I knew Hitchcock had never won an Oscar, but had forgotten he was given the Irving Thalberg Memorial Award in 1968. My host asked if I knew that he spoke only five words in his acceptance speech. I was chagrined to admit I did not. Had I been locked in a bunker somewhere?

He then revealed Hitchcock's five words, to wit: "Thank you. Very much, indeed.’”

Did I know that the iconic ice cream scene in Kramer vs. Kramer with the irate father (Dustin Hoffman) and his stubborn son was entirely improvised? I was feign to admit I did not. Where exactly had I been all my life?

I had never enjoyed the Oscars more. We reminisced about the show's iconic moments over the years... Jack Palance pumping out 100 one-armed push-ups. Best Actor winner Adrien Brody planting a passionate six-second kiss-and-dip on presenter Halle Berry. John Travolta calling Idina Menzel "Adele Dazeem." Singer Bjork's three dimensional costume, a sculpture unto itself, of - what was it, a swan? And indisputably the most cringeworthy Oscar moment of all time from Sally Field: The first time I didn't feel it. But this time I feel it. And I can't deny the fact that you like me... right now... you like me. Thank you. It pains me even now.

Before leaving I added to the mix when George C. Scott became the first actor to reject an Oscar in 1971 (for Patton). I redeemed myself, I hoped, by quoting his press release on the event to my gracious hosts before taking my leave.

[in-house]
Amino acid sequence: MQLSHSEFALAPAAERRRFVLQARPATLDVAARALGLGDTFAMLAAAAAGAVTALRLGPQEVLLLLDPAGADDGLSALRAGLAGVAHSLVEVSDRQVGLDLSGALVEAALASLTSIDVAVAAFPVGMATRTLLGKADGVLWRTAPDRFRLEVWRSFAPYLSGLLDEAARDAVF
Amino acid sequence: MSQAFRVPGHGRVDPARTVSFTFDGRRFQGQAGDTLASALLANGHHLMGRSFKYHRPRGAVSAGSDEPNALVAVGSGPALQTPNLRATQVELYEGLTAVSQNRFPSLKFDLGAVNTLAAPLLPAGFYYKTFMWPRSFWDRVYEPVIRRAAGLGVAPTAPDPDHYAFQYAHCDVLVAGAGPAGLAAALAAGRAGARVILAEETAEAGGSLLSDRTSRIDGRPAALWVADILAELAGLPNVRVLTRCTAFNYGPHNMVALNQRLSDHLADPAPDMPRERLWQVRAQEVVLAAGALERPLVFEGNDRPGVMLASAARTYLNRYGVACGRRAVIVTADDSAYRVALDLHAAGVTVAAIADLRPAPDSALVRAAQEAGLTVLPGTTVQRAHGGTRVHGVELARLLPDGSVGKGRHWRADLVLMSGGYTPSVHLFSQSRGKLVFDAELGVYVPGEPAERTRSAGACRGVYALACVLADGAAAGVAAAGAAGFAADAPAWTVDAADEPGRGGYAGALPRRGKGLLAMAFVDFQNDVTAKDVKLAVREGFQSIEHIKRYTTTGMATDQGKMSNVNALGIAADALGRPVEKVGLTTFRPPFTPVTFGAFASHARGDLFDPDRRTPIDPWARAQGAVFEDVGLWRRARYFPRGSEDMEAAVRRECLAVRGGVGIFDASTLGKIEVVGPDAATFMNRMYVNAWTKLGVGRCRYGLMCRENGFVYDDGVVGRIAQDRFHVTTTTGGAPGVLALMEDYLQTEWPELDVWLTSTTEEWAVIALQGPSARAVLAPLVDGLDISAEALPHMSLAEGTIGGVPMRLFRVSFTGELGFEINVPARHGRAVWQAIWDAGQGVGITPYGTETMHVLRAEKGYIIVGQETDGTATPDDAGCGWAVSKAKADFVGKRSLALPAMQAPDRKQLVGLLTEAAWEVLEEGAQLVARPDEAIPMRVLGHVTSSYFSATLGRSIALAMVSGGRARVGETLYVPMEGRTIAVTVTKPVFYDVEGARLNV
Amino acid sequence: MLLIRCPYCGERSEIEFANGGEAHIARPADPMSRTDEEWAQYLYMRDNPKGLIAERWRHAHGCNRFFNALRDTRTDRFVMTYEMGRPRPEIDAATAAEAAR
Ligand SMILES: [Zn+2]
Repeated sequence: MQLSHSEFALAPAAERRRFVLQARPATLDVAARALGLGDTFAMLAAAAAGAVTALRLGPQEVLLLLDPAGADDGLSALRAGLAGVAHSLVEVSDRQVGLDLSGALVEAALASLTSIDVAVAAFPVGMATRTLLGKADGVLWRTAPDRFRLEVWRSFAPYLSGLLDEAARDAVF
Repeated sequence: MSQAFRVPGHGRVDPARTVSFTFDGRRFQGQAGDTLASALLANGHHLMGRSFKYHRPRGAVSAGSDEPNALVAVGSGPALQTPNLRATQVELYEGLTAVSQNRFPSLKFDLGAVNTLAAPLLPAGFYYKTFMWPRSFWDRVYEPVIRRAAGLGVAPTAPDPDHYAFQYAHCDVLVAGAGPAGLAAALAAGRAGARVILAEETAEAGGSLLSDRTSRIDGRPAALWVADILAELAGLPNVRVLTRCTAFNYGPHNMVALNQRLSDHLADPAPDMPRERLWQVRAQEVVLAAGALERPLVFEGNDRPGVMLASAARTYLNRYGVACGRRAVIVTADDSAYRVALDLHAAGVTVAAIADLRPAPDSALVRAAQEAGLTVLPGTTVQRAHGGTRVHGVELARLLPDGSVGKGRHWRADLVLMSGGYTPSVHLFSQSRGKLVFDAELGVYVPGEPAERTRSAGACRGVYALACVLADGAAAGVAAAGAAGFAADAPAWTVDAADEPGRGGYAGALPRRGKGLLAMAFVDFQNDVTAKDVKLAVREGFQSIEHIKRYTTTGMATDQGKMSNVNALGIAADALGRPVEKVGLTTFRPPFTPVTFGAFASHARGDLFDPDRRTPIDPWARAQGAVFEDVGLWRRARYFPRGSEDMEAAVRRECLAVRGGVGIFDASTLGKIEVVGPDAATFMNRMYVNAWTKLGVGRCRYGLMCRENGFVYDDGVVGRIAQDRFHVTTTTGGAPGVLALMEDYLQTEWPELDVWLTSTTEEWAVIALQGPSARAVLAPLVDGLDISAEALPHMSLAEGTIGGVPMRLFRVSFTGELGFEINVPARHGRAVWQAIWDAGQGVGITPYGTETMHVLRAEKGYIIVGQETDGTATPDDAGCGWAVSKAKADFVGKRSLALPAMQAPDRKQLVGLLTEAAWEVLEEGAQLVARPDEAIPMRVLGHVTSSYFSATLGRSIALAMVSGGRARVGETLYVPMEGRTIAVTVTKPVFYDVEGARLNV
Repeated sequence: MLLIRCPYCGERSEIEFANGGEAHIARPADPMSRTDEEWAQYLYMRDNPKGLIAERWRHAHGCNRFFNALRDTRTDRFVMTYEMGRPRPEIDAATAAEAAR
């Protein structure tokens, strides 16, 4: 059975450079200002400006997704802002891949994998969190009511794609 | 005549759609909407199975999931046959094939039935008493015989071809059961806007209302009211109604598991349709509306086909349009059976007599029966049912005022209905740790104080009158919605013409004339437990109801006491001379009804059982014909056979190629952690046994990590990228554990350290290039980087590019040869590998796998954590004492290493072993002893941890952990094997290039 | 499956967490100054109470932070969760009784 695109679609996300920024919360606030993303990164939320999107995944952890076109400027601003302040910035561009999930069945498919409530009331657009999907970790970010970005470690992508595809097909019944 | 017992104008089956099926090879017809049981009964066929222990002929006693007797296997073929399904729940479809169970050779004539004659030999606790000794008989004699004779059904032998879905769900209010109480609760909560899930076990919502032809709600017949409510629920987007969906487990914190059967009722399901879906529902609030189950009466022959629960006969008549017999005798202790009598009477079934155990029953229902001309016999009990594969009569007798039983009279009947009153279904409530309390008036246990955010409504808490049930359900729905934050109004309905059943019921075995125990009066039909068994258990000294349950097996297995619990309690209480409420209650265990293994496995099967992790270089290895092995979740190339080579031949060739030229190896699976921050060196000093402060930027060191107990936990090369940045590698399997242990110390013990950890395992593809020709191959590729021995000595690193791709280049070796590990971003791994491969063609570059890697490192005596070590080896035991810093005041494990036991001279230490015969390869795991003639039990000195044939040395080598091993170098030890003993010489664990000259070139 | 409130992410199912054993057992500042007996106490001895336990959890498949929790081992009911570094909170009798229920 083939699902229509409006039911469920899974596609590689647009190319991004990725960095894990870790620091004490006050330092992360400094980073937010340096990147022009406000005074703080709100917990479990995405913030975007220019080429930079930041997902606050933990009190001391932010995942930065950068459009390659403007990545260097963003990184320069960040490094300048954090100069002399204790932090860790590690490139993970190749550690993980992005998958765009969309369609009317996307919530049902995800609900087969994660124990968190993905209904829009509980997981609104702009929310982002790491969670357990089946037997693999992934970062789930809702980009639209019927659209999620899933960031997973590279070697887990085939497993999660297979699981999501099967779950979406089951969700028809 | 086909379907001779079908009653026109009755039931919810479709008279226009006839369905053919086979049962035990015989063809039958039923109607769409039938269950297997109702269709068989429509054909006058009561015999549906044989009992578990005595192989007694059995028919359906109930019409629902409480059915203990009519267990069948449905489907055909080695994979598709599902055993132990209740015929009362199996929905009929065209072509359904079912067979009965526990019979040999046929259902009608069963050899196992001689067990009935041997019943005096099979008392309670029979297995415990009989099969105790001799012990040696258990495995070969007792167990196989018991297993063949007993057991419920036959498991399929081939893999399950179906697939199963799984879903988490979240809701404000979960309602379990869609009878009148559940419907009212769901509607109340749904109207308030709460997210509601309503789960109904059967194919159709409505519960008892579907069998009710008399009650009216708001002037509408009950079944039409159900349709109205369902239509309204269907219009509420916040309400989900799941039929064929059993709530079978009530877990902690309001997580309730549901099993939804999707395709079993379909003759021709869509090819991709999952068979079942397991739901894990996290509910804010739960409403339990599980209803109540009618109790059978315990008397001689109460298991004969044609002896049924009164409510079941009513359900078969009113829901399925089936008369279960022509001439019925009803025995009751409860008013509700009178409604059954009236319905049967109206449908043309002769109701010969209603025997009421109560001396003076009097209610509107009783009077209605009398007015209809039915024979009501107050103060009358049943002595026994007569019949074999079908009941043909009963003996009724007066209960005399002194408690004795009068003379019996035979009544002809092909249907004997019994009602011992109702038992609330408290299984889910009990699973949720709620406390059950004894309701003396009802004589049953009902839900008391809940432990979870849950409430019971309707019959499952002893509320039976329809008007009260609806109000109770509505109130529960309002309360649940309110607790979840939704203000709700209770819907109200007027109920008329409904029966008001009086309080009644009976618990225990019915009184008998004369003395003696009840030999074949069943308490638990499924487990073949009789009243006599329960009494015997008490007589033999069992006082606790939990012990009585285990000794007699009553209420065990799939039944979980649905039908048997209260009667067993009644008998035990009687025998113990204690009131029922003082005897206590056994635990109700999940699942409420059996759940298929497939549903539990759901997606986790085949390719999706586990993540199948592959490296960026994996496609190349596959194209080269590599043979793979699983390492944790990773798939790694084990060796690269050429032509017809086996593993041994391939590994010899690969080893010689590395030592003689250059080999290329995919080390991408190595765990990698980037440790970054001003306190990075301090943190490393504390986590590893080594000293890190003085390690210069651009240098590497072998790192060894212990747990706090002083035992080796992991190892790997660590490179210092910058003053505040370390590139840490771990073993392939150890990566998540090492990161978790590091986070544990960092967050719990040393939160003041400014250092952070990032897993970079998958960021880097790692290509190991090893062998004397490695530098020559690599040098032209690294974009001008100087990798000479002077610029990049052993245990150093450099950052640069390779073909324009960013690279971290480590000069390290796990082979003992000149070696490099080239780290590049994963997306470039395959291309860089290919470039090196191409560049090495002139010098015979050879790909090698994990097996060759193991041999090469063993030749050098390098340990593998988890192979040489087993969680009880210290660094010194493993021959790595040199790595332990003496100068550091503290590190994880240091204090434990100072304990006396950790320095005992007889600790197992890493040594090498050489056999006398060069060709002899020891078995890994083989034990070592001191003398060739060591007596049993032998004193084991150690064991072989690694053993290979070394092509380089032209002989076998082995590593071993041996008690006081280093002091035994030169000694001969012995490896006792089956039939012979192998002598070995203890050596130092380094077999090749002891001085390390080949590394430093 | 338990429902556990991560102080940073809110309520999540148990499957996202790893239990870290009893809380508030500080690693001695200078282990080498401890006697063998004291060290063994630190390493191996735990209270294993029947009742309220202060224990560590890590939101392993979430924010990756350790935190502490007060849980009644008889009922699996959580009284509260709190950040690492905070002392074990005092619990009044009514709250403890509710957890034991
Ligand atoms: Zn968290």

It read: "The Oscars are a two-hour meat parade with contrived suspense for economic reasons."

Mr. Scott added that the entire undertaking was “offensive, barbarous and innately corrupt.”

There, there, George. Of course it is.

And your point?

P.S. I've already filled out my ballot in our family's annual Oscar Quiz. Having never won, I remain, inexplicably, ever hopeful. FYI: I went heavy on Promising Young Woman, a heartbreaking, powerful film, easily my favourite of the year.
~~ by Kim Addonizio

So your device has a low battery & seems to drain faster each day.
Maybe you should double your medication.
You might feel queasy, but also as if the spatula flattening you to the fry pan
has lifted a little.
So your breath comes out scorched, so what.
Inside, trust me on this,
there’s a ribbon of beach by a lake,
in the sand, fragments of a fossilized creature resembling a tulip.
Back in the Paleozoic, online wasn’t invented yet
so everyone had to wander alone & miserable through the volcanic wastes
or just glue themselves to a rock hoping someone would pass by.
Now you can sob to an image of your friend a continent away
& be consoled.
Please wait for the transmissions, however faint.
Listen: when a stranger steps into the elevator with a bouquet of white
roses not meant for you,
they’re meant for you.

Writers end up writing stories—or rather, stories’ shadows—
and they’re grateful if they can, but it is not enough.
Nothing the writer can do
is ever enough.

~ Joy Williams

Thank you, gentle reader, for listening. Share your thoughts on my writings, or some of your very own, always welcome, to: